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Canterbury rural area police commander Inspector Peter Cooper spoke to district councillors in a public forum at their full council meeting last week.
Selwyn was the most crime-free place in New Zealand, crime was also down nine per cent compared to the same time last year. Nevertheless, 51 per cent of police resource time in the district was spent on family harm, and 21 per cent on mental health with increased numbers of people in major crisis.
“That’s 72 per cent of our resources in fields around the home and how people are feeling in our communities,” Cooper said.
Parents were relying on police more, calling them to help with young problem teenagers, not just in Selwyn but around New Zealand.
Police were also dealing with families under pressure post-lockdowns, with a lot of stress such as in those who had had small businesses or become indebted.
“It (reports of family harm) is soaring. That’s a good thing, if we are creating an environment that people feel safe to report something that is going on in their house, that is something to celebrate.”
Cooper supported police commissioner Andrew Coster’s launch of Operation Tauwhiro and its new focus around gangs and addressing organised crime.
There were significant numbers of gang members living in Selwyn, with a fortified pad on Main South Rd (Burnham headquarters of the Mongols), as well as associates and highly-placed members living in the area. Those represented included the Head Hunters, Tribesmen, Bandidos, Mongrel Mob and Black Power.
“They are here, and they are making money and living their lives based around crime,” Cooper said.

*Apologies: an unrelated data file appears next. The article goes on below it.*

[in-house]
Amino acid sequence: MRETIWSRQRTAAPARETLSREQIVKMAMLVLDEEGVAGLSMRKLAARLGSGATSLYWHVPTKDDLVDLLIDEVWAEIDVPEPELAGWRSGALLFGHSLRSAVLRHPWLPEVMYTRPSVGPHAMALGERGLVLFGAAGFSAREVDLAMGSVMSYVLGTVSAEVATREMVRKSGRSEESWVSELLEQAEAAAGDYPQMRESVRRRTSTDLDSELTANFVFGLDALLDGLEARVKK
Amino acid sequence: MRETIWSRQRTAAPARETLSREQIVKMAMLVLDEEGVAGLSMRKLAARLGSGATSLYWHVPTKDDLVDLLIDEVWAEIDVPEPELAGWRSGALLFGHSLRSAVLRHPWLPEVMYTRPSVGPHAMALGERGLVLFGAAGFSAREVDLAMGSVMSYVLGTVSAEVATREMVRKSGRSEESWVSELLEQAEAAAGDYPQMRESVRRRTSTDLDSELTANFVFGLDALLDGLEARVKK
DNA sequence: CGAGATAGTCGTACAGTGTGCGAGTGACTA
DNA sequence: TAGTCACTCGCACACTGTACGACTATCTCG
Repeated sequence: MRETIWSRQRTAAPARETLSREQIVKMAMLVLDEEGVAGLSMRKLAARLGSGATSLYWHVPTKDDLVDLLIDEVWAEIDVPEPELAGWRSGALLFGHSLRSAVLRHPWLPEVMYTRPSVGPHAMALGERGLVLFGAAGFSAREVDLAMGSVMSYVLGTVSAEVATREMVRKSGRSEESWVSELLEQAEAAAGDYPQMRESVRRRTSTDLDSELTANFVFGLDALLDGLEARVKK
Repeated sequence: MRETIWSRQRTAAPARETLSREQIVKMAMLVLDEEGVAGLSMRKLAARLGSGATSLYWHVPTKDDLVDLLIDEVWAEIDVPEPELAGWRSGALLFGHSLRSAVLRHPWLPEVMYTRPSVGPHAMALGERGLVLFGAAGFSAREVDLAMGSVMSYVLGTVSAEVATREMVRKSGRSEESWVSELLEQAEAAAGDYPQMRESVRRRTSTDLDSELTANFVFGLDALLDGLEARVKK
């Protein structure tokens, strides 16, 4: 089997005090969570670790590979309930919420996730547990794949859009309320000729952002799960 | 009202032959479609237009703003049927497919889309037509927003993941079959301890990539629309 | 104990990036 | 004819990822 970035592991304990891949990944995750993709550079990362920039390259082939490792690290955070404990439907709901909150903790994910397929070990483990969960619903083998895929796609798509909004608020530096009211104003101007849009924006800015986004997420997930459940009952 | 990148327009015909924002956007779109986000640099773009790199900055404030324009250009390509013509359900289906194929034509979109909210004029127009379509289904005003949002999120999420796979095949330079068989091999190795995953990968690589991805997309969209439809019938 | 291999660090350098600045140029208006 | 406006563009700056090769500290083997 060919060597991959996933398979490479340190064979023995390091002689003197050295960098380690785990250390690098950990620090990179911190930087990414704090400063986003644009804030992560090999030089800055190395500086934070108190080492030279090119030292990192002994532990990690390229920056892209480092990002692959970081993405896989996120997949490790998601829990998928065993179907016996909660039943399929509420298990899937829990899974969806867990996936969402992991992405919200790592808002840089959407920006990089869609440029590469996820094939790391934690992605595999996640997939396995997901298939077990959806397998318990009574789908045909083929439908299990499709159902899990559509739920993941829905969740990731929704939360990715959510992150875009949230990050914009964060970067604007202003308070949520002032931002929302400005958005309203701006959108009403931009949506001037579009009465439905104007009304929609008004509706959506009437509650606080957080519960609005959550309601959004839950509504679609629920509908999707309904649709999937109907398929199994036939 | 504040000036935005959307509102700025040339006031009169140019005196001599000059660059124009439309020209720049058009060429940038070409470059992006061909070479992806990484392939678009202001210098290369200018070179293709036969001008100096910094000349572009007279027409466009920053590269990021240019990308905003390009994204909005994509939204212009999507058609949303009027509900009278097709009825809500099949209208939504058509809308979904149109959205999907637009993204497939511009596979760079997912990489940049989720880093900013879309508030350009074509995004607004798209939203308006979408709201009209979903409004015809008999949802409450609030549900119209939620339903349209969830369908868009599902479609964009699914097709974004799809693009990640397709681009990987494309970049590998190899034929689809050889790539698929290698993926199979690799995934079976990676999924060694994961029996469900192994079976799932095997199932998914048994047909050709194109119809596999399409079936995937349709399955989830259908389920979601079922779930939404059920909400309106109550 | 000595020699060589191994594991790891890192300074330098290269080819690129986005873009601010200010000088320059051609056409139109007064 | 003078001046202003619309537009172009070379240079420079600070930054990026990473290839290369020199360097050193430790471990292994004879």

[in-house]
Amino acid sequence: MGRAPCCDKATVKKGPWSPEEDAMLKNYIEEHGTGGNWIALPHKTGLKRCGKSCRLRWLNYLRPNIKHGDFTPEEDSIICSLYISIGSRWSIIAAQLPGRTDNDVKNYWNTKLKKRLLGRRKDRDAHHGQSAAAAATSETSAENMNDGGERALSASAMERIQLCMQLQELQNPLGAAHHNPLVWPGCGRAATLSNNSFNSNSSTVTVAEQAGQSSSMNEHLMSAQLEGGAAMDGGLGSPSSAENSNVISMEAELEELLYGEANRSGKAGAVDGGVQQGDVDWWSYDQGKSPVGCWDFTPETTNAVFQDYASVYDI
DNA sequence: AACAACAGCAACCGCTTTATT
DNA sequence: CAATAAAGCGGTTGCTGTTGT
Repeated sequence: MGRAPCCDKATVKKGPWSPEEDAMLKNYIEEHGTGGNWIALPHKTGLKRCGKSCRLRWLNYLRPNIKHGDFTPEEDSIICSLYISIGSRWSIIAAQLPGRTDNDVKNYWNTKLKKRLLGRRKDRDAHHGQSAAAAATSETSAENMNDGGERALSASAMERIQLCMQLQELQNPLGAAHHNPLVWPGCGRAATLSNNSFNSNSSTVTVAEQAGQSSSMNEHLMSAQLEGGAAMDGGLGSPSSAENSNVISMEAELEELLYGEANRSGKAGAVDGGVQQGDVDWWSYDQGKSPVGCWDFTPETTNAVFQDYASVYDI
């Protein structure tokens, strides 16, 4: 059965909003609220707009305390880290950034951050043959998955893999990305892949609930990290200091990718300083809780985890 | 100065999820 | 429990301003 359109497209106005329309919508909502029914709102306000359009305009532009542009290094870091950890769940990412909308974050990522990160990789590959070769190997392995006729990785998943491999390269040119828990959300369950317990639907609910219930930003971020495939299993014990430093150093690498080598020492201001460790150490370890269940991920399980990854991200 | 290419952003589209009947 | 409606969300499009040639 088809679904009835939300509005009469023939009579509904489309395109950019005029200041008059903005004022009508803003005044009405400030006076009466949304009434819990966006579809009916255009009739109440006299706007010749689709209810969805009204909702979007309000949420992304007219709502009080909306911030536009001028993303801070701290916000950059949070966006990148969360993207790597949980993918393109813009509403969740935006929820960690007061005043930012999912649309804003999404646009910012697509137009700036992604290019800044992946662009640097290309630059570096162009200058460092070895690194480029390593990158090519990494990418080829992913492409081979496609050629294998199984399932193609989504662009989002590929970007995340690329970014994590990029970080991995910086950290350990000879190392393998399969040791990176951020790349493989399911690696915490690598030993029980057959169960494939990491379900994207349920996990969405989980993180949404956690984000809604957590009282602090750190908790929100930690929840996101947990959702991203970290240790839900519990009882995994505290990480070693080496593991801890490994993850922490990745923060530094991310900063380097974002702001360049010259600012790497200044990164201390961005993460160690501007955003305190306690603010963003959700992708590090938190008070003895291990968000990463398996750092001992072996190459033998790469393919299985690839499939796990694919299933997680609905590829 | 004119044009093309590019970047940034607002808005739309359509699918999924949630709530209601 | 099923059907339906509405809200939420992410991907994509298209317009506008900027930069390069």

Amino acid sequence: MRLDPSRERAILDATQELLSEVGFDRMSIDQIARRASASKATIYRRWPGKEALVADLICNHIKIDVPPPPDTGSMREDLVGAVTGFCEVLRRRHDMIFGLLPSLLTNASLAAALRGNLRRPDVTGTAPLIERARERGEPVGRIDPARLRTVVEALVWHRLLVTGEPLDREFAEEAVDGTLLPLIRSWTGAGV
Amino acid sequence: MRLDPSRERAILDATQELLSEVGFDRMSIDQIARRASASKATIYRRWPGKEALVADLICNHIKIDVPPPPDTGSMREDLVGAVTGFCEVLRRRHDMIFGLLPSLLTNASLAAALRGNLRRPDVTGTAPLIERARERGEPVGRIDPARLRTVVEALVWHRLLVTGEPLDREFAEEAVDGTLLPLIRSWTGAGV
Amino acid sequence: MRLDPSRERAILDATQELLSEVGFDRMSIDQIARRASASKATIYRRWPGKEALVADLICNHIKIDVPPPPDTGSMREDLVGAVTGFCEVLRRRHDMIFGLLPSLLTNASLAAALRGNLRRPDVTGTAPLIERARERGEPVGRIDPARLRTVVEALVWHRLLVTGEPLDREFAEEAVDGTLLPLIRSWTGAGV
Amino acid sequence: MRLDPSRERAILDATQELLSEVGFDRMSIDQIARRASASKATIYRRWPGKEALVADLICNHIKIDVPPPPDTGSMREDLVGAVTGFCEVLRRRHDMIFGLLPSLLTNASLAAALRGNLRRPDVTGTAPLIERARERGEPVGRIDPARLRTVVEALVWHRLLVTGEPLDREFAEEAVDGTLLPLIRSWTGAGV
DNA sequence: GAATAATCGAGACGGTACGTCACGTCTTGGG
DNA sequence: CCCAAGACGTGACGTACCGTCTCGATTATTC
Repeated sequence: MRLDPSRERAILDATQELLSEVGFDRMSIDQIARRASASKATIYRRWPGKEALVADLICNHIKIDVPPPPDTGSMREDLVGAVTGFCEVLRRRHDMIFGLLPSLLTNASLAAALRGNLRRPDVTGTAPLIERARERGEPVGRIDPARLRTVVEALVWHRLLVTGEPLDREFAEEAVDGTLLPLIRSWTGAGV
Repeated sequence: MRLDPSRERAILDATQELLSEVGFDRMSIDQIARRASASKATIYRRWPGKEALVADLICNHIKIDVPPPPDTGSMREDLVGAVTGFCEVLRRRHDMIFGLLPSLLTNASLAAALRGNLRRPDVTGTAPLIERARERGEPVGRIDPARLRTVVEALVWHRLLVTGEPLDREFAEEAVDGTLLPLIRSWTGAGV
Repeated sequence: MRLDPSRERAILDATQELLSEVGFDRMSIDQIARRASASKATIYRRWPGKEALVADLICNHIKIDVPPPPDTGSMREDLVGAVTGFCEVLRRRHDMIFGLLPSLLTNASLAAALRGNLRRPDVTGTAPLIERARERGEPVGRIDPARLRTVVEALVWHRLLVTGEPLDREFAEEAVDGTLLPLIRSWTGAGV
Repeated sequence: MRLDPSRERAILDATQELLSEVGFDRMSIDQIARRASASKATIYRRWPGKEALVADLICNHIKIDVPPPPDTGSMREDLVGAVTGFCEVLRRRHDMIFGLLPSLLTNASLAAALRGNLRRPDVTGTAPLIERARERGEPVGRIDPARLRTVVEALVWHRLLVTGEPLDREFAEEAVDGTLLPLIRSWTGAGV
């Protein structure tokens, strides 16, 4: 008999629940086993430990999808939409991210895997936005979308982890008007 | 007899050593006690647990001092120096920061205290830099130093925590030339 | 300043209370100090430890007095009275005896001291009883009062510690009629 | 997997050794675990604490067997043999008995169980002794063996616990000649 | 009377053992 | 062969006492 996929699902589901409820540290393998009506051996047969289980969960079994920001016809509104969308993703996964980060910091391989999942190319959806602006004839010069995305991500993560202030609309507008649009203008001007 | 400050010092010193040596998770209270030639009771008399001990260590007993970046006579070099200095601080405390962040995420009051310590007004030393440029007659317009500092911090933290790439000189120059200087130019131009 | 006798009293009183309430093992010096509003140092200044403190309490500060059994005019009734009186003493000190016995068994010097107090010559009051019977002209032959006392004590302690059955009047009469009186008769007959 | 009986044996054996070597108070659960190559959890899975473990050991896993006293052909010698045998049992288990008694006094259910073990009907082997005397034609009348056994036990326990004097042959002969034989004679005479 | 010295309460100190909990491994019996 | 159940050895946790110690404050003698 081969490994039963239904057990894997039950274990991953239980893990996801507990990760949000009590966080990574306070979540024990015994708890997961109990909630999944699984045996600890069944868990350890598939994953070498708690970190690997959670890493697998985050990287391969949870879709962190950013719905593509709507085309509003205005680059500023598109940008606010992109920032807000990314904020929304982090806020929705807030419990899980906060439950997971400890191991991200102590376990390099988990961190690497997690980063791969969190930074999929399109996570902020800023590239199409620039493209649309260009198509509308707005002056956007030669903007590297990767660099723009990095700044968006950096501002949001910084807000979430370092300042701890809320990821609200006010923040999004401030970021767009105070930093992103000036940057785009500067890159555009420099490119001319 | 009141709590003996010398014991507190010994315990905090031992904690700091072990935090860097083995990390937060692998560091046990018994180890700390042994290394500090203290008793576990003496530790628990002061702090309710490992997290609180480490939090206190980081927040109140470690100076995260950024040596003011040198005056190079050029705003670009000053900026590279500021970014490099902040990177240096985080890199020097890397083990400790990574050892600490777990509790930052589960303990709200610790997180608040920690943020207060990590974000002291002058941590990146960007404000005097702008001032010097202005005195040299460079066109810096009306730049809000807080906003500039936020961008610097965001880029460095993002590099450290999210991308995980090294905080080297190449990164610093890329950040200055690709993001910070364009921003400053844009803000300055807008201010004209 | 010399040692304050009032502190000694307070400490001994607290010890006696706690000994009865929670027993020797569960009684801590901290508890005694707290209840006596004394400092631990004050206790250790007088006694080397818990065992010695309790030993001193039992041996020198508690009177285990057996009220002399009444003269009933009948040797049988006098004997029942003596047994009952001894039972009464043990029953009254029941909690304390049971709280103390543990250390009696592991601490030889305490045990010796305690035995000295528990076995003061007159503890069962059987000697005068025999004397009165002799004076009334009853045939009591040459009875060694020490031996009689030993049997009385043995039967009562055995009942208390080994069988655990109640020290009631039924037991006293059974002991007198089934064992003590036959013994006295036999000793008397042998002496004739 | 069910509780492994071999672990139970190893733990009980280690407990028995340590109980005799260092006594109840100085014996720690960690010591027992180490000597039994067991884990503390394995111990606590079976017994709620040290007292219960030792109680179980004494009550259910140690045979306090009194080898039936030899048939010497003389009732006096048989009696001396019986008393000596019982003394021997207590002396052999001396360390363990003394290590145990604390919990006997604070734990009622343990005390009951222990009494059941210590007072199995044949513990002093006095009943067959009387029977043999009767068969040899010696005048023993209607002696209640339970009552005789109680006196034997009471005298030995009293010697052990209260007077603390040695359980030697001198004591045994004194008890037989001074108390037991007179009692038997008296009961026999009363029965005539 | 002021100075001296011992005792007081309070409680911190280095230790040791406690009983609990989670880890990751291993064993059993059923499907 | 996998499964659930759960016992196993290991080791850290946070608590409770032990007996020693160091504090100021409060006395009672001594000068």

He had recently stopped a motor-cyclist in the area, finding the rider was unemployed but his bike was worth $40,000.
“I can only make a guess where he makes his money.”
However, Selwyn did not have youth gangs, and the engagement of youth in the district was good. The challenge would be for that to continue as the population increased.
Police would continue enforcement of gangs in areas such as illegal firearms and violence, but under Operation Tauwhiro there would be focus on how resilience could be built in communities against gang membership, and how young people, especially young Maori males, could be stopped from joining gangs. Police would be working with the community in this area.
Police were seeing more evidence of drugs, mainly methamphetamine and MDMA, and Canterbury led the country in the use of the latter.
Cycle safety in police and council spotlight
"Over the last month we have noticed an increase in both adults and children not wearing cycle helmets.
"This includes cyclists riding along with the helmet on the handlebars.
"Anyone over 14-years-old can be issued an infringement notice (fine) for $55.
"Riders can be offered compliance which means they have to buy a new helmet and supply a receipt within 14 days, this stops people from just bringing in a borrowed helmet.
"It is also an offence to ride a bicycle at night without lights.
"The district council has been completing a lot of work around cycle safety and wearing a cycle helmet is part of this prevention message.
"In relation to crime we are still getting property being stolen from insecure vehicles across the district.
"If you have a GPS mounted on your window screen it pays to put the holder away as well as if someone sees the holder, they know that the GPS will be just hidden in the glovebox or under the seats.
"Tradesmen also keep their tools and valuable equipment out of sight if its left in their vehicles overnight.
"We are still apprehending drink drivers across the district some of whom have very alarming alcohol readings.
"The message he is if you are drinking alcohol don’t drive.